Anyway. Dan’s dad repeats what he said before about being double-parked downstairs. Danny goes over to his desk and gets an envelope with some tickets that will get his dad into "everything" like the pre-fight party and the post-fight party where, "if you want, you can watch me on television." As if. Mr. Rydell complains -- get this -- that the seats are too close. They’re ringside. "I don’t need to sit that close," says Mr. Rydell. But he’s complaining, not because Dan shouldn’t have gone to all the trouble, but because "I don’t need to go strutting around and showing off like I’m a big shot." Yeah, you sure look the type, Mr. Rydell. I bet you’d really stand out ringside at a boxing match, all frowny-faced. Dan says it’s not showing off, those are just the seats they gave him because he’s a "fairly important person in sports tonight." I feel for Danny -- he thought his dad would be excited, and instead his dad is Boone from Animal House. Mr. Rydell wonders if the tickets can be traded. Danny laughs, "Yeah, sure, we’ll see if we can scare up somebody who wants to sit ringside," and Mr. Rydell squashes him instantly by saying, "Danny. You don’t have to get smart-ass with me." Danny, all serious, says, "I wasn’t, Dad." Yes, you were, Danny, but it’s okay; your dad is Boone from Animal House. Finally, Mr. Rydell thanks his son for the great tickets, and just when you think the two of them might have a touching father-son moment, Mr. Rydell says, "You shouldn’t wear your hair so short, you’re starting to look a little bit gay." I think that was supposed to be sad, not funny, but I laughed in spite of myself, one of those snort-laughs you do when you’re trying to hold it in, as if you were at the funeral of a math teacher you hated. Dan thanks his dad for the fashion tip. Mr. Rydell says he’s double-parked, which is news to Dan and me and the viewing audience. This is Mr. Rydell’s way of saying he has to go, so Danny says, "Okay," and his dad leaves and Deflated Danny watches him go for about ten minutes. Maybe to win his dad’s love, Dan could write him poems and stalk him in all his classes and just basically carpe diem a little bit more.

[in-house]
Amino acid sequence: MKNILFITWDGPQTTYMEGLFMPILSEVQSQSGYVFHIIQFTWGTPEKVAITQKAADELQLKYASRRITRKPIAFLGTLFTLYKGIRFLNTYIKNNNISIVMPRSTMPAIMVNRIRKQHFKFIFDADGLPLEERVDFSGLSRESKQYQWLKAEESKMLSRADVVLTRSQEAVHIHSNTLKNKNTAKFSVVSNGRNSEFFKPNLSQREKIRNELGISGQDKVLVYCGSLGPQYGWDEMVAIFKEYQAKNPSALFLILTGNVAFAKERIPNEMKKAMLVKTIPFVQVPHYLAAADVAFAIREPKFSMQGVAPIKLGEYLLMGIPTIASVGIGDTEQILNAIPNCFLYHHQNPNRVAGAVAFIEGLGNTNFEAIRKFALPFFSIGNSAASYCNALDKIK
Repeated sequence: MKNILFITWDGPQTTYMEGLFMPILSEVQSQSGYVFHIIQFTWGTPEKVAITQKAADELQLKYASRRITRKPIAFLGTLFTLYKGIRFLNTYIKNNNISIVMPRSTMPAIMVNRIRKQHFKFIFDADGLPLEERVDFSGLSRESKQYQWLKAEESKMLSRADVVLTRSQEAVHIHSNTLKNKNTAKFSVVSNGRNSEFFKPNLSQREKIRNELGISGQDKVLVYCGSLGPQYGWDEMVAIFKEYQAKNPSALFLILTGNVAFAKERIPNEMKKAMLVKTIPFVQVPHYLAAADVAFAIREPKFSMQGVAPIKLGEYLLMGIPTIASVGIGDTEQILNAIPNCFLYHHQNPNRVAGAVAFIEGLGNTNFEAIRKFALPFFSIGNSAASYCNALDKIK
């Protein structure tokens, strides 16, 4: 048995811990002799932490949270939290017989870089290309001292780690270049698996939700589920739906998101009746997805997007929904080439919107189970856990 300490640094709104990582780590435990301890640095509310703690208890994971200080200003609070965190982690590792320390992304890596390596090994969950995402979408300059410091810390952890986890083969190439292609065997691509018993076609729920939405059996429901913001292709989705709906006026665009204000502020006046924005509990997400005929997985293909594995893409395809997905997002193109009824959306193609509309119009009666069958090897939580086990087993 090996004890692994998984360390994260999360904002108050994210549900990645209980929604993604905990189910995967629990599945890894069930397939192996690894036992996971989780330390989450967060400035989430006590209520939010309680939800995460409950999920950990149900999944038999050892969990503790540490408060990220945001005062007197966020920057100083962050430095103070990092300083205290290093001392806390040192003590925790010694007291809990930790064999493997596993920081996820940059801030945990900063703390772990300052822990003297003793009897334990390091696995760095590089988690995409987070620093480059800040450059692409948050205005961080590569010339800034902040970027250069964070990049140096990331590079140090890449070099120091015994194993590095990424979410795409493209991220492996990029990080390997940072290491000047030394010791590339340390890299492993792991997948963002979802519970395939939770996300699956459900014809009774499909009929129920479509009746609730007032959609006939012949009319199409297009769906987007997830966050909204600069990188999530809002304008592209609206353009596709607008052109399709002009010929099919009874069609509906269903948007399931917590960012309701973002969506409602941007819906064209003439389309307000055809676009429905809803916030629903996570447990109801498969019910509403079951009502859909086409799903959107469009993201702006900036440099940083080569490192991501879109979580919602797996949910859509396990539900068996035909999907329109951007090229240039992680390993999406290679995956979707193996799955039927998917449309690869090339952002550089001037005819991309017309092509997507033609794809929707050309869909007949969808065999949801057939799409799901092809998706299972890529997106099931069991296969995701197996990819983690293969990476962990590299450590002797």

In a production meeting, Dana is explaining to Isaac that they’ll be fine if the fight lasts at least eight rounds, but less than that and Dan and Casey will have to fill. I wonder if Dan and Casey are aware of how little faith Dana has in them, unlike Isaac, who is confient they can fill. Dana says Isaac is pretty casual about it. Isaac says he trusts Dan and Casey. Dana says while he’s busy trusting the dynamic duo, she’ll be doing her job, which from what I can tell consists of bringing everybody down with her pessimistic doomsday demeanour. Jeremy comes in to inform her that "Tim Turner [whoever that is] is sick and can’t work tonight." "He’s sick?" double-checks Dana. "Yes," says Jeremy. "How sick?" queries Dana. Wait for it, wait for it… "Sick enough that he can’t work tonight." Booyah! This show doesn’t need a laugh track, it needs a rim-shot track. Dana wants to know who the replacement is, and Jeremy says, "A guy I’ve never heard of, which is saying something," instead of just answering the damn question already, and Dana asks if he has a name and Jeremy says "yes" and Dana asks what it is and Jeremy says, "Who cares, I haven’t heard of him," and no wonder Dana is so tightly-wound, having to put up with this kind of idiocy. Dana gives him a pointed "Jeremy…" with the unspoken implication being, "Jeremy, tell me who the replacement is or I’ll rip off your scrotum," and Jeremy hastily says, "Chuck Kimmel," which elicits laughter from Isaac and Natalie and stunned surprise from Dana. Jeremy wants to know who Chuck Kimmel is, and Dana says, "The Cut Man," and everybody says, "The Cut Man," and Jeremy explains that Kimmel was already in Atlantic City. Dana guesses that Kimmel was drunk in front of the slots. Hey, everybody needs a hobby, Dana. For you, it’s driving away the guy who loves you; for Chuck Kimmel, it’s drinking and gambling.